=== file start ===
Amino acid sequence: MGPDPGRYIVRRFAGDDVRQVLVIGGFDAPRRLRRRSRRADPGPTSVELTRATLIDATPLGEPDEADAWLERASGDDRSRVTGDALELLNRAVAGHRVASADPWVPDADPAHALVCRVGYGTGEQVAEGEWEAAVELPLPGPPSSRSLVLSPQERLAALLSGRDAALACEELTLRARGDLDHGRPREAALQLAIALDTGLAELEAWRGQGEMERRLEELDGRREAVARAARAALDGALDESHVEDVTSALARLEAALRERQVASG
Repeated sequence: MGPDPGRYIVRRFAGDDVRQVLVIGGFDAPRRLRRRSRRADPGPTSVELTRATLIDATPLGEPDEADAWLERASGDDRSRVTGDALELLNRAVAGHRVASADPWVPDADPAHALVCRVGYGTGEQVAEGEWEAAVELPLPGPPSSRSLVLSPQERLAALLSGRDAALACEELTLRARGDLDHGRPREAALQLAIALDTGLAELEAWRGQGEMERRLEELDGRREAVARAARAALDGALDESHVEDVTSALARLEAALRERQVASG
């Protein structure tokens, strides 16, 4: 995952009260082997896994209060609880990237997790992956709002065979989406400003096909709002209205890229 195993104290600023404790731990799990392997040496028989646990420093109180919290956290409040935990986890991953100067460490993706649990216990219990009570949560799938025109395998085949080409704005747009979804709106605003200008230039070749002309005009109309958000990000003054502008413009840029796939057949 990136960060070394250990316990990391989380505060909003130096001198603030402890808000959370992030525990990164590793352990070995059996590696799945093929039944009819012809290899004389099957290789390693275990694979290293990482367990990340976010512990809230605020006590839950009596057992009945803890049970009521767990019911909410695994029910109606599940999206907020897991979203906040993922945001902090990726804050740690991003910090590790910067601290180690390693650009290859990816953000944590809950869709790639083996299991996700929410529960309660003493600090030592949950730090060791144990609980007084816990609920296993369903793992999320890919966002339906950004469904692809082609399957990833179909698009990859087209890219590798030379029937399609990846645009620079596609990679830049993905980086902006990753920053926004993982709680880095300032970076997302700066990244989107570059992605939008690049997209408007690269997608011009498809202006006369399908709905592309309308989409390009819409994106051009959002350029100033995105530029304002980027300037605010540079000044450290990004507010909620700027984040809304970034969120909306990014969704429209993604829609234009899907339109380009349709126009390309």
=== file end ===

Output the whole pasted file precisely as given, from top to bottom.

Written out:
Amino acid sequence: MGPDPGRYIVRRFAGDDVRQVLVIGGFDAPRRLRRRSRRADPGPTSVELTRATLIDATPLGEPDEADAWLERASGDDRSRVTGDALELLNRAVAGHRVASADPWVPDADPAHALVCRVGYGTGEQVAEGEWEAAVELPLPGPPSSRSLVLSPQERLAALLSGRDAALACEELTLRARGDLDHGRPREAALQLAIALDTGLAELEAWRGQGEMERRLEELDGRREAVARAARAALDGALDESHVEDVTSALARLEAALRERQVASG
Repeated sequence: MGPDPGRYIVRRFAGDDVRQVLVIGGFDAPRRLRRRSRRADPGPTSVELTRATLIDATPLGEPDEADAWLERASGDDRSRVTGDALELLNRAVAGHRVASADPWVPDADPAHALVCRVGYGTGEQVAEGEWEAAVELPLPGPPSSRSLVLSPQERLAALLSGRDAALACEELTLRARGDLDHGRPREAALQLAIALDTGLAELEAWRGQGEMERRLEELDGRREAVARAARAALDGALDESHVEDVTSALARLEAALRERQVASG
């Protein structure tokens, strides 16, 4: 995952009260082997896994209060609880990237997790992956709002065979989406400003096909709002209205890229 195993104290600023404790731990799990392997040496028989646990420093109180919290956290409040935990986890991953100067460490993706649990216990219990009570949560799938025109395998085949080409704005747009979804709106605003200008230039070749002309005009109309958000990000003054502008413009840029796939057949 990136960060070394250990316990990391989380505060909003130096001198603030402890808000959370992030525990990164590793352990070995059996590696799945093929039944009819012809290899004389099957290789390693275990694979290293990482367990990340976010512990809230605020006590839950009596057992009945803890049970009521767990019911909410695994029910109606599940999206907020897991979203906040993922945001902090990726804050740690991003910090590790910067601290180690390693650009290859990816953000944590809950869709790639083996299991996700929410529960309660003493600090030592949950730090060791144990609980007084816990609920296993369903793992999320890919966002339906950004469904692809082609399957990833179909698009990859087209890219590798030379029937399609990846645009620079596609990679830049993905980086902006990753920053926004993982709680880095300032970076997302700066990244989107570059992605939008690049997209408007690269997608011009498809202006006369399908709905592309309308989409390009819409994106051009959002350029100033995105530029304002980027300037605010540079000044450290990004507010909620700027984040809304970034969120909306990014969704429209993604829609234009899907339109380009349709126009390309």